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St. Patrick's Day facts

Here are some odds and ends of Irish culture and trivia, for your St. Patrick's Day enjoyment.

• One of Ireland's most popular exports is Guinness beer, which the University of Wisconsin found, in 2003, may be actually good for you. A pint a day greatly reduces the blood's ability to clot — making it as good as an aspirin a day for your heart.



• Those mischievious leprechauns or lore are cobblers by trade, and they're extremely thrifty. Hence, the pots of gold they hoard. If you fix one with your gaze, they can't escape, and they're required to answer questions truthfully, so it's easy enough to find out where his treasure is stored.



• Blarney Stone: This stone was set in a tower of Blarney Castle in 1446. But its true history is shrouded in legend. Some claim it was Jacob’s Pillow, brought to Ireland by the prophet Jeremiah and used as an "oracular throne" to divine Irish kings. It may have been the deathbed pillow of St. Columba on the island of Iona, thereafter removed to mainland Scotland to serve as the prophetic power of royal succession, the Stone of Destiny. Still other claim it was a stone brought back to Ireland from the Crusades — the Stone of Ezel behind which David hid when he fled from his enemy, Saul. Still others claim it was the stone that gushed water when struck by Moses.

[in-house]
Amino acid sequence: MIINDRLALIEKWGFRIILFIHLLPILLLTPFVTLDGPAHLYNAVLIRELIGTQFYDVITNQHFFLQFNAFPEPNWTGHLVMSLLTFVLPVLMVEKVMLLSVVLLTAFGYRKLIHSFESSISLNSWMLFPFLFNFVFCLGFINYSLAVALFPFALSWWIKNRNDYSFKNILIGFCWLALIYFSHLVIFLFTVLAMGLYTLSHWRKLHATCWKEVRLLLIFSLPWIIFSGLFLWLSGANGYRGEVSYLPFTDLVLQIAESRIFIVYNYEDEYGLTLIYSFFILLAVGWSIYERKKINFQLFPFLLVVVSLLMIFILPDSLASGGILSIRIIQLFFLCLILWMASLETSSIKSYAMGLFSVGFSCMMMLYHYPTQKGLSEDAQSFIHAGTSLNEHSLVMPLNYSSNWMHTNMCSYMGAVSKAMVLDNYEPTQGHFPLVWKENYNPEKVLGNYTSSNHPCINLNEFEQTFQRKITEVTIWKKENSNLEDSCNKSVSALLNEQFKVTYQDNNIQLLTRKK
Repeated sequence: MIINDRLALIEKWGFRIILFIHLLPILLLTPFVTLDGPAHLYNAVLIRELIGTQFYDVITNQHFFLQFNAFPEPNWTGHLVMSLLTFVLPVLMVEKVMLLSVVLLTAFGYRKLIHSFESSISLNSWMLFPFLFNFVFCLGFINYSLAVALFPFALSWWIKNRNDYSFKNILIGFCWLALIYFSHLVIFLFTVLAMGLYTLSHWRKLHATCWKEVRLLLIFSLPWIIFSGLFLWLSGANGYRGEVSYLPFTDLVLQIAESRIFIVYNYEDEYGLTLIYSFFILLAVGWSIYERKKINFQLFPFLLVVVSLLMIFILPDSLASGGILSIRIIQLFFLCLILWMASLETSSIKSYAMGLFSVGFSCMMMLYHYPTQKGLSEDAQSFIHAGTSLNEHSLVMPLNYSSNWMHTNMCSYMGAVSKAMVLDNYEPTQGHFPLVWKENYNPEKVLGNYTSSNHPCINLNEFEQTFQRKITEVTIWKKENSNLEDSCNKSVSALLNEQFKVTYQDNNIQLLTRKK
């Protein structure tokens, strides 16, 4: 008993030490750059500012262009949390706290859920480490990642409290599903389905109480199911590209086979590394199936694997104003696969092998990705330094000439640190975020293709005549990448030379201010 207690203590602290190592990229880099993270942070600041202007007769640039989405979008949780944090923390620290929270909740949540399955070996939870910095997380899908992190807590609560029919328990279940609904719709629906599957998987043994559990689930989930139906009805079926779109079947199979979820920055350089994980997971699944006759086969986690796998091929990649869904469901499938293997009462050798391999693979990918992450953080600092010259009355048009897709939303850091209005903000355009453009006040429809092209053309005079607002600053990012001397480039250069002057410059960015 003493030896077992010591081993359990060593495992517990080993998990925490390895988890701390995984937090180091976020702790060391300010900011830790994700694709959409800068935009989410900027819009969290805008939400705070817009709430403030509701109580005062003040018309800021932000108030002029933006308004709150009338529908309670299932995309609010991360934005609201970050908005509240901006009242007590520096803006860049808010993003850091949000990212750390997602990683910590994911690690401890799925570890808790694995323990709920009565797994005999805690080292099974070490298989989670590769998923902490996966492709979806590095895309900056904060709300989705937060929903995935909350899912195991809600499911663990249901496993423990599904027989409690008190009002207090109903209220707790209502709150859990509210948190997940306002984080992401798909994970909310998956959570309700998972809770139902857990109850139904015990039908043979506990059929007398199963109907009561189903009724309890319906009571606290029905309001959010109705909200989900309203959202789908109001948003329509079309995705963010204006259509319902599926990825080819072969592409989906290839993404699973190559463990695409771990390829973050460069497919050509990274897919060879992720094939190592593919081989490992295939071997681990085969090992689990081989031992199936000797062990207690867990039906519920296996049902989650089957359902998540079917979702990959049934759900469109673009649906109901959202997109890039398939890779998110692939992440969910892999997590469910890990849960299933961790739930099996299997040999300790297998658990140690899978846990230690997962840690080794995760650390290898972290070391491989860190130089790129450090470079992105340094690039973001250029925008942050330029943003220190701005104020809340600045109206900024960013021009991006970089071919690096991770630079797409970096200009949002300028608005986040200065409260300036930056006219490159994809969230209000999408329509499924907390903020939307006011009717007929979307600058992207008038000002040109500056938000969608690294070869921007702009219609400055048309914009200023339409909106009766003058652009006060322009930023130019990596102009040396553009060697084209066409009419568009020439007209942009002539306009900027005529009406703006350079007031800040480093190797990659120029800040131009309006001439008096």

• Shilelagh: A walking stick or club. It's pronounced "shih-LAY-lee," and is named for the forest that offered the hard, old oak from which they were made — at least until the best of the wood was exported from the country. Now shilelaghs are made mostly of blacktorn.



Sources: BBC News, www.blarneycastle.ie, www.irelandnow.com

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